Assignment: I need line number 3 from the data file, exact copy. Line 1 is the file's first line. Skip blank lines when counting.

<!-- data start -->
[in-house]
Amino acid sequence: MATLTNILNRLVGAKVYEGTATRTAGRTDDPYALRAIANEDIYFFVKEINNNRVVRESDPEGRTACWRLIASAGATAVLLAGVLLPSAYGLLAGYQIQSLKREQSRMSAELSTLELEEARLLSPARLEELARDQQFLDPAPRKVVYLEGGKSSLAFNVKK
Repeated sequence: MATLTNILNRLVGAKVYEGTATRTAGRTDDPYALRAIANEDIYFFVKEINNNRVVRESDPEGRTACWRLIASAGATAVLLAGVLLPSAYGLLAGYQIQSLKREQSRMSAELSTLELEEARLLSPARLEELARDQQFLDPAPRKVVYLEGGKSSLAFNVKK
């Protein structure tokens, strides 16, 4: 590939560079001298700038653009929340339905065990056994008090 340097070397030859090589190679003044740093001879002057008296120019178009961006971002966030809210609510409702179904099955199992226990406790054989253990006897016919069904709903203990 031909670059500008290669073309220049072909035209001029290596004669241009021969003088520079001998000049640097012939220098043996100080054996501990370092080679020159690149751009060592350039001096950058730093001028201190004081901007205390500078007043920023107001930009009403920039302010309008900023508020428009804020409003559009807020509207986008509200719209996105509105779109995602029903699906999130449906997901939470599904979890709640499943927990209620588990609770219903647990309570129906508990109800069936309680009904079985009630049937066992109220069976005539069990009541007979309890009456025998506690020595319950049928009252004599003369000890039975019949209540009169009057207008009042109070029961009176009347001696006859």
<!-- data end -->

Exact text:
Repeated sequence: MATLTNILNRLVGAKVYEGTATRTAGRTDDPYALRAIANEDIYFFVKEINNNRVVRESDPEGRTACWRLIASAGATAVLLAGVLLPSAYGLLAGYQIQSLKREQSRMSAELSTLELEEARLLSPARLEELARDQQFLDPAPRKVVYLEGGKSSLAFNVKK